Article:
We went into the female ward. Their room was smaller. A larger proportion of the patients were up and about. And their beds were more elaborately decorated. One woman had a giant Winnie the Pooh sitting atop her pastel mountain of personal possession. I paid closer attention to what these patients had to call theirs. One woman had a small film camera. Another had a heating pad to sit on. Their clothing was more varied and more neatly organized into their bed-homes.

Pao talked to a few of the women. She verified that there are a few nurses and a couple doctors on site. One doctor was a foreigner, said one woman, smiling enthusiastically at me. Another woman talked to Pao about what her day to day life was like. She explained that the temple provides them with plenty of food and opportunities to earn a small income. At the same time, it is a limited life, especially if you don’t have the energy levels to work for the temple. She has to go to the local hospital routinely for medical treatment, and likes to buy fruit and other food outside the hospital—food which the temple doesn’t usually have. To buy these, she needs her own money, which she often doesn’t have. She explained that many of the patients appreciate a small amount of personal donation so that they can enjoy these little “luxuries” on their excursions outside the temple.

We asked her, and other patients, a bit about their story—how did they end up at the temple? One lady had gotten AIDS/HIV from unclean tattoo needles many years ago. Our toothless tour guide got it from his mother at birth. So did the boy in the wheelchair. In fact, many of the patients did not get it from sexual promiscuity—an assumption often associated with AIDS/HIV.

Throughout much of Thailand, AIDS/HIV has a stigma that stems largely from ignorance. Many people, especially from older generations and from rural parts, believe that it can be contracted from the air, that merely being around a person with AIDS/HIV puts you at risk of getting it yourself. Many people don’t know how it is spread, nor that free medication is available to treat it. When a Thai person gets AIDS/HIV, they are too often an outcast—they are put out from their home and shunned by their families. Wat Phra Baht Nam Phlu provides a loophole: family members feel morally justified in leaving their undesirables because the temple will provide a spiritual cleansing before death.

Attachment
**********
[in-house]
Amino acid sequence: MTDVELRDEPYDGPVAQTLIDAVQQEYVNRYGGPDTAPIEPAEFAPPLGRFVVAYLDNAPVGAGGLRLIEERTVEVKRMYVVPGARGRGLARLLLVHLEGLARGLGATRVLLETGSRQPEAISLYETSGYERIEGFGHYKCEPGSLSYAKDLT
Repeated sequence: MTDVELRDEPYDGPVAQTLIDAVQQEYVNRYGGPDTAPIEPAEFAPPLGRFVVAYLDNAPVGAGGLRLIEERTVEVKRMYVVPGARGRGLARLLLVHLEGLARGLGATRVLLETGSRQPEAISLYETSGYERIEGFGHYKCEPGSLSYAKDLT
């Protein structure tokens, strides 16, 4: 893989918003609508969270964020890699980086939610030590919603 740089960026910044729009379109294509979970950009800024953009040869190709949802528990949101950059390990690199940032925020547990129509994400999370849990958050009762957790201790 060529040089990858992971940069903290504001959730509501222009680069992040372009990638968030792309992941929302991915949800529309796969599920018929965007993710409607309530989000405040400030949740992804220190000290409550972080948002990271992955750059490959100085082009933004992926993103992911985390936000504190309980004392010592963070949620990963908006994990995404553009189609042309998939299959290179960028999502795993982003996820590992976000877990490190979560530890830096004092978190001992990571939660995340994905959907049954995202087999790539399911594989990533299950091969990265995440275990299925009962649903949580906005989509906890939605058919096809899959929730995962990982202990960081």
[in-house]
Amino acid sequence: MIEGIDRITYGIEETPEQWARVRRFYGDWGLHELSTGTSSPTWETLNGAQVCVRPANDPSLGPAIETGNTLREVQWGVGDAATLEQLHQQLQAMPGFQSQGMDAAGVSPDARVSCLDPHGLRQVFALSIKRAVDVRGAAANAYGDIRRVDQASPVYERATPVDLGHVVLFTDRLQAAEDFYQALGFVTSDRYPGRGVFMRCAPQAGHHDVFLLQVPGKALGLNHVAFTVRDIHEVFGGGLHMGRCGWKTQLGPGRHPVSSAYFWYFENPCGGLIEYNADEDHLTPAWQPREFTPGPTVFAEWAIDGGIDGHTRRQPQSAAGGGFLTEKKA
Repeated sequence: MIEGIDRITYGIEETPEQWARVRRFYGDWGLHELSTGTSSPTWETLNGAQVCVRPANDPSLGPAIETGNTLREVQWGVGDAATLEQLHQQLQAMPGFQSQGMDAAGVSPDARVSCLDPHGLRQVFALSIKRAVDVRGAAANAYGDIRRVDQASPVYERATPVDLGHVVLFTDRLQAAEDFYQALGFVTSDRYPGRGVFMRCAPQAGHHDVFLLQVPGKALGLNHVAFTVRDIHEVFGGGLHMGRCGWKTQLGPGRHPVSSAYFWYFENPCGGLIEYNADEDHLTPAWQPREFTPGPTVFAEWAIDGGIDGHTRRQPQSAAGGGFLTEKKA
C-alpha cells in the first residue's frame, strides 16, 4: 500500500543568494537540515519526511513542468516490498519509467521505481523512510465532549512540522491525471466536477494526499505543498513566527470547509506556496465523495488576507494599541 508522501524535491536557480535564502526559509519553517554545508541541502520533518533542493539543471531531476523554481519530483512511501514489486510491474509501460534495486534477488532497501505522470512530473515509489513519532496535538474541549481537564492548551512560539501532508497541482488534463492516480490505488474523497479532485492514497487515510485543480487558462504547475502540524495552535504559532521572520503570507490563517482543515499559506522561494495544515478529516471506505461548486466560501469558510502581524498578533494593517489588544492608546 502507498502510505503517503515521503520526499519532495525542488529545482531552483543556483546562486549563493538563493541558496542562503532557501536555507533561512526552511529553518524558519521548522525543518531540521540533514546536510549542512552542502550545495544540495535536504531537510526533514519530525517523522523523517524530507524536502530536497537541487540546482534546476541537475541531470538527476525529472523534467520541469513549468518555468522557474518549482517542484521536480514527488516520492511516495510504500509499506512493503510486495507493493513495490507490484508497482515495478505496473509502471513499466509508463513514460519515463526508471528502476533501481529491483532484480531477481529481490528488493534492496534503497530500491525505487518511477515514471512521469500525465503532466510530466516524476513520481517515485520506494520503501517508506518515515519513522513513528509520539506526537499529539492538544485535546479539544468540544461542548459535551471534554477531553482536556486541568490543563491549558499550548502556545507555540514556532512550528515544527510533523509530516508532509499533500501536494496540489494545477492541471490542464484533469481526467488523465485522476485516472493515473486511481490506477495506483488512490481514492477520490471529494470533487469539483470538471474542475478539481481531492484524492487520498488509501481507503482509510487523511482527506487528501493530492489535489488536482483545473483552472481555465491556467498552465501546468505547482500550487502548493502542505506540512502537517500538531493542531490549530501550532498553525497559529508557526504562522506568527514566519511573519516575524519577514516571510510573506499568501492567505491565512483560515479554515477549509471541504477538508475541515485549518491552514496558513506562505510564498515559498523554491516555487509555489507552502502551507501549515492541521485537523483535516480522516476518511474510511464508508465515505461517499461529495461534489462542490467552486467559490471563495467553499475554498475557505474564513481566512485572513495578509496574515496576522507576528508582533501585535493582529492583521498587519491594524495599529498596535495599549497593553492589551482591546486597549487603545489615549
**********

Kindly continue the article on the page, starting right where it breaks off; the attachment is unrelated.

Therefore, the patients we met were victims not only of a terrible disease, but also of an obstinate stigma surrounding that disease. They were at the temple to die alone, with no one to visit them or support them emotionally or financially. That’s why many of them lit up when we came into their ward giving out small amounts of cash to each person. We approached each patient and gave him/her a small allowance of 40 baht—not much, but enough to bring light and gratitude to their eyes. Some of the patients lacked the strength or eyesight to reach out for the money, so we gently wedged it between their feeble fingers.


We owe a huge gratitude to our friends and family for helping us make the donations we made. Between the individual patient donations and a lump sum at the donation center, we were able to give a little over 20,000 baht. We gave a little extra to our tour guide and the forty-something man for assisting us. Then we climbed the stairs to visit the large buddha at the top of the hill. With our descent, we ended our visit and left the temple.